Earlier this fall, DNA testing company 23andMe reported a data breach affecting 14,000 accounts – but now it turns out that hackers had access to profiles and family trees of 6.9 million accounts. It's the family tree information that makes this breach dangerous not only for 23andMe customers but also for anyone else. That’s because it may expose one vital piece of personal information: your mother’s maiden name. This information answers a very common account-recovery security question. If hackers combine that with previously compromised passwords, it could help them gain access to other accounts.
23andMe’s “DNA Relatives” feature lets users automatically share family tree information, potentially including your name, date of birth, and location, as well as family member names, dates of birth, and locations. That means that you could appear on a family tree even if you don't have an account, and hackers could have collected a great deal of your personal information.
How to protect yourself after the 23andMe data breach
By now, you can assume that your mother’s maiden name (and any other security questions related to family members) isn’t secret information: hackers are already auctioning off data from 23andMe family trees. Check the security questions tied to your accounts and update them if necessary, picking security questions that can’t be answered easily. If you don’t have any good options (or even if you do), we recommend lying about your answers to security questions and recording this information in your password manager.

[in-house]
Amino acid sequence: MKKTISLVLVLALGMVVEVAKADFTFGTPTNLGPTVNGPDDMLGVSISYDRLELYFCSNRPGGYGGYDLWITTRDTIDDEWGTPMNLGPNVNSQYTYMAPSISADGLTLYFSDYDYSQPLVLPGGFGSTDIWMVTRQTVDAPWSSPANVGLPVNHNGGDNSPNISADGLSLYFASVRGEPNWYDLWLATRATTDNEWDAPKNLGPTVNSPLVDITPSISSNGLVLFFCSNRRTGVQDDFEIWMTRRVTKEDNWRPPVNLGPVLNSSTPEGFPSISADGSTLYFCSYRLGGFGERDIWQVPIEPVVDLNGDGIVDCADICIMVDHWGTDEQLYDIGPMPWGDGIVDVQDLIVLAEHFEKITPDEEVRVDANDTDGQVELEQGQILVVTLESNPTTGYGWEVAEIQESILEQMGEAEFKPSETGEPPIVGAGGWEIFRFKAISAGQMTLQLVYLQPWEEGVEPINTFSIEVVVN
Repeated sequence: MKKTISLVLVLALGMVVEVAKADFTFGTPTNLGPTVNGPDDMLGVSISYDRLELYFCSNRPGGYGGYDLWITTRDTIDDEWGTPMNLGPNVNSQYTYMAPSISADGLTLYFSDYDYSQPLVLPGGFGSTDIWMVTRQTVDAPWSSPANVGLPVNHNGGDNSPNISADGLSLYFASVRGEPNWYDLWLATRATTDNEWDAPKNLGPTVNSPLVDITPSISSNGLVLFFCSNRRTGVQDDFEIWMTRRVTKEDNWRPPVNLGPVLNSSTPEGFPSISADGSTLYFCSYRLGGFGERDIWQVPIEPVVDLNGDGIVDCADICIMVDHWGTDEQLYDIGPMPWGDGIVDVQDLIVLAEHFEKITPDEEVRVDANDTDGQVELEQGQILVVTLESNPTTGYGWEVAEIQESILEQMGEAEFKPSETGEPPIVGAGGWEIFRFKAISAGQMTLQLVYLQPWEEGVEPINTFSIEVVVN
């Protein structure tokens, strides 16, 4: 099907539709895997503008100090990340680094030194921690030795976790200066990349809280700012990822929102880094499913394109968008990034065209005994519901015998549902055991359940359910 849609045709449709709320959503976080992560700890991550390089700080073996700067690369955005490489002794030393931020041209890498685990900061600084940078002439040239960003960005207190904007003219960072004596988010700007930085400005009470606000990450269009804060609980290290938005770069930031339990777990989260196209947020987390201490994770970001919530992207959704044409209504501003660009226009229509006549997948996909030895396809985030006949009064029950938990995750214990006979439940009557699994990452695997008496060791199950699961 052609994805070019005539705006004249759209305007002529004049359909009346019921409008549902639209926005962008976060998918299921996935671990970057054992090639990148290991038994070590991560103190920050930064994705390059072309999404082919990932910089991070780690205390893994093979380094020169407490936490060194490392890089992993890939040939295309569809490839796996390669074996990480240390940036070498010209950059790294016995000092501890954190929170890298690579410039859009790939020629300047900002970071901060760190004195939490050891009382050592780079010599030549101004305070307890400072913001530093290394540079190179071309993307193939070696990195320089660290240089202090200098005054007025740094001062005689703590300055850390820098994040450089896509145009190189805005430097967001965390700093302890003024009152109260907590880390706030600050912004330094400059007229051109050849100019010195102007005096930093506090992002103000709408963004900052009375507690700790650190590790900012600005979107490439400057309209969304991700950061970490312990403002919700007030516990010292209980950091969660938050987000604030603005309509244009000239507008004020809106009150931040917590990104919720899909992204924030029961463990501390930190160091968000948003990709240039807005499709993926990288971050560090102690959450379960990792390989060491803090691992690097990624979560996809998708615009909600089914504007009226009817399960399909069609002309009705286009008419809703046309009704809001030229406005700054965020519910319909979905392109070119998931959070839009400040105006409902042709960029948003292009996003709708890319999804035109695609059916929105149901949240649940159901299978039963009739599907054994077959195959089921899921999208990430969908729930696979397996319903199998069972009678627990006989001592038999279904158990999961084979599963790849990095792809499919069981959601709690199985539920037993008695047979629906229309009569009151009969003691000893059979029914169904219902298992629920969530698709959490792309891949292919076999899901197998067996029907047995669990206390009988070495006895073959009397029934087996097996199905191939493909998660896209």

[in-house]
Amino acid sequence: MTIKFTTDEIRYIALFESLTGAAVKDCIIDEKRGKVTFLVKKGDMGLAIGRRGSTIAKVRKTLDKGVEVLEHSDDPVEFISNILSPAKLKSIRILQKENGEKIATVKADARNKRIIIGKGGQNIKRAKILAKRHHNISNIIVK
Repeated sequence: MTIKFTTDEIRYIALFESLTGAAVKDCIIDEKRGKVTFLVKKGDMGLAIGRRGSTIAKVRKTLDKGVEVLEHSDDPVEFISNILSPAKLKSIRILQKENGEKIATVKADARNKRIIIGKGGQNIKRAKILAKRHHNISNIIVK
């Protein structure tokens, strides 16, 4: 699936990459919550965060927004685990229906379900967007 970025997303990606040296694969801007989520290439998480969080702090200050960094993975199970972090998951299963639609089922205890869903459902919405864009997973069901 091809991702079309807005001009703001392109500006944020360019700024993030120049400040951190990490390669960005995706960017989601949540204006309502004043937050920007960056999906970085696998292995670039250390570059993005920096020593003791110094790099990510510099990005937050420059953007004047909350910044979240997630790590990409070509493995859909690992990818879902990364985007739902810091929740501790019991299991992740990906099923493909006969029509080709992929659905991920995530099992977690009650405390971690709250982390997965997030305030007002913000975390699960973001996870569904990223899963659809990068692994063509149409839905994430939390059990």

How to protect yourself from future breaches
Hackers got the 23andMe database through a process called “credential stuffing,” in which they enter previously compromised email and password combinations to get into users’ accounts. Because many of us reuse passwords between sites – something we shouldn’t do precisely because of attacks like this – hackers were able to get in.
Credential stuffing attacks like this one are precisely why you should use unique passwords for all your accounts so that one account being compromised doesn’t potentially compromise your other accounts. If you have any other services using duplicate passwords, change them to a strong, unique password and use a password manager to keep track.
If an account supports it, you should enable two-factor authentication. Even after changing passwords, this is an important step to prevent such attacks from gaining access to your accounts in the future.
Data breaches have become commonplace, and you should assume that your frequently used passwords have been compromised by hackers, who could use this information to get into your other accounts.
[Image credit: Hacker concept via BigStockPhoto]